This study was conducted to review the current state of evidence on the association between age of initiation of cannabis use and symptoms of psychosis, depression, or anxiety among youth under 25 years of age.
We conducted a systematic review of articles published prior to March 2018 by searching OVID MEDLINE, PsycINFO, EMBASE, and the references of included studies. We included comparative studies (cohort, case-control, cross-sectional) that reported on cannabis use in persons <25 years of age (exposure) and symptoms of psychosis, depression, or anxiety (outcome). We narratively synthesized the studies according to design (cohort, etc.) and psychiatric outcome. We used the Newcastle-Ottawa Scale to assess risk of bias.
Of the 534 citations identified through the literature search, 23 met the eligibility criteria and were included in this review. With psychosis as the outcome, all except one study found that earlier cannabis use was generally associated with higher risks. With depression/anxiety as the outcome, 6 of the 11 included studies reported findings indicating that earlier use of cannabis was linked to higher symptom levels.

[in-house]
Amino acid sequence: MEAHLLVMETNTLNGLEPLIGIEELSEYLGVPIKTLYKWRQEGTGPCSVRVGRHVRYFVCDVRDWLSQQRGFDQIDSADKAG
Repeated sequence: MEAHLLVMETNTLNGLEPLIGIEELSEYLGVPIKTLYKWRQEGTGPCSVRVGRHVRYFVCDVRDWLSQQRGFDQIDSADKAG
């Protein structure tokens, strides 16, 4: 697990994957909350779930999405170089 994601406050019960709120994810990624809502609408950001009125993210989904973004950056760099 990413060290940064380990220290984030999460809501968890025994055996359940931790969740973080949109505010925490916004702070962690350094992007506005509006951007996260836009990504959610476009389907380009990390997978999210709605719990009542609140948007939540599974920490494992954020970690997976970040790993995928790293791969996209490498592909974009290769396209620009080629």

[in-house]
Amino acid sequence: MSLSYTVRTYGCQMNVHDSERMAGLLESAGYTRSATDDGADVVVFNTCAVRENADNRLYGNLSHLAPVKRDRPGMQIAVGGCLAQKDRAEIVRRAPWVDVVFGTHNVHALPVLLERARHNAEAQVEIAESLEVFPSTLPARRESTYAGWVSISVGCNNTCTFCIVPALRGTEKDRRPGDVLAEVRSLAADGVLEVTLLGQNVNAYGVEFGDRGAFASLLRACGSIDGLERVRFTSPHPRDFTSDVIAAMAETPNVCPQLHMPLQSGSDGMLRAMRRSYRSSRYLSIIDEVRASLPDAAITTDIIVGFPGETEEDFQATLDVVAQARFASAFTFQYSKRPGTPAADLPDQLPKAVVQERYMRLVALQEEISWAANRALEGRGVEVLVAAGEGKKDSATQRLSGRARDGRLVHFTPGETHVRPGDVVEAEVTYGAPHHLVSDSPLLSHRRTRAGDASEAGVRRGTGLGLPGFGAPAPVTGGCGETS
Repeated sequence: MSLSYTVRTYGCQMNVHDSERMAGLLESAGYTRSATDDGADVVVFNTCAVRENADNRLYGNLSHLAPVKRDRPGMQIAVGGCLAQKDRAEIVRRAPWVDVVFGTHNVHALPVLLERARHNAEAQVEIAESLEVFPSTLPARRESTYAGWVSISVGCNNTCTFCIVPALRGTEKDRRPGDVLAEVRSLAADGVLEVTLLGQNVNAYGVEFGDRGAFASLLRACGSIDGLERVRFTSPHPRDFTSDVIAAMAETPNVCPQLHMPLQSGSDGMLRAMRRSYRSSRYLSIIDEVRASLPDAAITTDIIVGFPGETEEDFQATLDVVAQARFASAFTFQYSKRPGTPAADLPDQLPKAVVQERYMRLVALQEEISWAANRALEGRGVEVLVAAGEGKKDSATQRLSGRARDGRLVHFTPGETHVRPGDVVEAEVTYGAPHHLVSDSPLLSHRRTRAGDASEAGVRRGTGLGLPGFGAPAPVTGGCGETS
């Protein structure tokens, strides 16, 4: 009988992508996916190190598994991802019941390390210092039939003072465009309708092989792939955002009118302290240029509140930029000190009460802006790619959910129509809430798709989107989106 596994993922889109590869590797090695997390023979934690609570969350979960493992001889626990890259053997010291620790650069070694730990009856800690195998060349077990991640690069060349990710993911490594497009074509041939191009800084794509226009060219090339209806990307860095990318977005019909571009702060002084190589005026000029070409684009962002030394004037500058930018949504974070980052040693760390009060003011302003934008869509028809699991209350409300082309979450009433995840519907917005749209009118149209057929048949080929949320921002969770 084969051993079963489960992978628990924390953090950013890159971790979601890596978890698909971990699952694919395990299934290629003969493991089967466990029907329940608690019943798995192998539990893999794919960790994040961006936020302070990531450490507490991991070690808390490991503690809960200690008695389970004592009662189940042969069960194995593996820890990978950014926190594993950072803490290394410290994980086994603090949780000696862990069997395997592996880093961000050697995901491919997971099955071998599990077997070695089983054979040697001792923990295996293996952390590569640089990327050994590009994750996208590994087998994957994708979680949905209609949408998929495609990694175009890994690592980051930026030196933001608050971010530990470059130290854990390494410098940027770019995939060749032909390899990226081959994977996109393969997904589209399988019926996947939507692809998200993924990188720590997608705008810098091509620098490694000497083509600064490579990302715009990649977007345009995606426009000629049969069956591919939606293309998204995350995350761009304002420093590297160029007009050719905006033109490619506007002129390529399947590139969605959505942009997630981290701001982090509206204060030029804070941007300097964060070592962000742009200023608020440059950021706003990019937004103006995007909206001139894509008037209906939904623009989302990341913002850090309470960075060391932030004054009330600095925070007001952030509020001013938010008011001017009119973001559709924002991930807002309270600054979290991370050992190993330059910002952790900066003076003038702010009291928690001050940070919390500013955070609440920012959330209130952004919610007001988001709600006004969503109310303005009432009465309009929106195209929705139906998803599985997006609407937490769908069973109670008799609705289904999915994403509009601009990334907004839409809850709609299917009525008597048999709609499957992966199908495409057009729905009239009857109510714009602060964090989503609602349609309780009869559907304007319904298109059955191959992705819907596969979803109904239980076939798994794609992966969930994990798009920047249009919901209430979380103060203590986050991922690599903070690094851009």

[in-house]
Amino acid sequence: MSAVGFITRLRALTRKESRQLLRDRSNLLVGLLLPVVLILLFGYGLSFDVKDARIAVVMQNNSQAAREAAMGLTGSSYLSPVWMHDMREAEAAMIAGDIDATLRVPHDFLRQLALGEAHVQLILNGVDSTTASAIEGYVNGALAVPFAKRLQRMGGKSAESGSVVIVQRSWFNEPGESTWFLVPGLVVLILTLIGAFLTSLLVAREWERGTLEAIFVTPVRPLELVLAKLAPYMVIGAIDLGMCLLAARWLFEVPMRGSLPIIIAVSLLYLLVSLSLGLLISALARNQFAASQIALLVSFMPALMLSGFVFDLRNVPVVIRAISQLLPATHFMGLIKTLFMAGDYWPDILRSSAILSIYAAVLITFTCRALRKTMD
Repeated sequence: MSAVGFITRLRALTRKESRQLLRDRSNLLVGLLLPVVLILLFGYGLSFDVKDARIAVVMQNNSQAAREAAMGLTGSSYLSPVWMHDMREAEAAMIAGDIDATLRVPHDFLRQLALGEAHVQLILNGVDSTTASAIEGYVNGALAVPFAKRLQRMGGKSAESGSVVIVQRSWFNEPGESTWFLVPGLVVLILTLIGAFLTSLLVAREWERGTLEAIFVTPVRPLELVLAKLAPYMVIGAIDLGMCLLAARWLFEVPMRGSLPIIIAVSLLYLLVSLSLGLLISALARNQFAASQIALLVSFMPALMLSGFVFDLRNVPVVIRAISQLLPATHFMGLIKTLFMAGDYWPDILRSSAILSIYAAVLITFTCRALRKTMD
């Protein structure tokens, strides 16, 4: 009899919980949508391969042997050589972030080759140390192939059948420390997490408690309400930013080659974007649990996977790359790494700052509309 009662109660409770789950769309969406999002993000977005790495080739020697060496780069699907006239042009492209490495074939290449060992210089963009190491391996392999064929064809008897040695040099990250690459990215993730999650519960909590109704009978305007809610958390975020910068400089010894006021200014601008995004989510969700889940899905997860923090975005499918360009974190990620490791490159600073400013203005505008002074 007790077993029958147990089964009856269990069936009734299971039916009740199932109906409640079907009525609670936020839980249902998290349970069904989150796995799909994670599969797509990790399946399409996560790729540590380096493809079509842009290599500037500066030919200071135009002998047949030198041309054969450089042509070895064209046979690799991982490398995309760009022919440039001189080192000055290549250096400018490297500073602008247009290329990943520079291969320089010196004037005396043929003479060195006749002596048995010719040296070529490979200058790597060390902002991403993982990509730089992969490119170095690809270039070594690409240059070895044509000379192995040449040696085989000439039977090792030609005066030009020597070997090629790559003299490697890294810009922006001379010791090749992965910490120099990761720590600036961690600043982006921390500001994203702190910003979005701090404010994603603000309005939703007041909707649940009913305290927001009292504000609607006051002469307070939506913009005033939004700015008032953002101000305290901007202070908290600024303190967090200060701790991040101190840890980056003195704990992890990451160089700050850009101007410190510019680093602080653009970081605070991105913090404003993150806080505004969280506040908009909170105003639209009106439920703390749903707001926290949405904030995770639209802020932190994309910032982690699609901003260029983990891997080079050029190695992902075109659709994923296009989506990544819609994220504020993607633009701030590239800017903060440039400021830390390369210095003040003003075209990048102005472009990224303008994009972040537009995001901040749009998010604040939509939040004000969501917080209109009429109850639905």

In persons <25 years old, greater cannabis use is associated with more psychological symptoms, especially among those with a predisposition or existing vulnerability to such outcomes (Oxford Centre for Evidence-Based Medicine level 3 or 4). Policy makers need to consider the adverse effects of cannabis use in youth when planning a public health approach to cannabis legalization.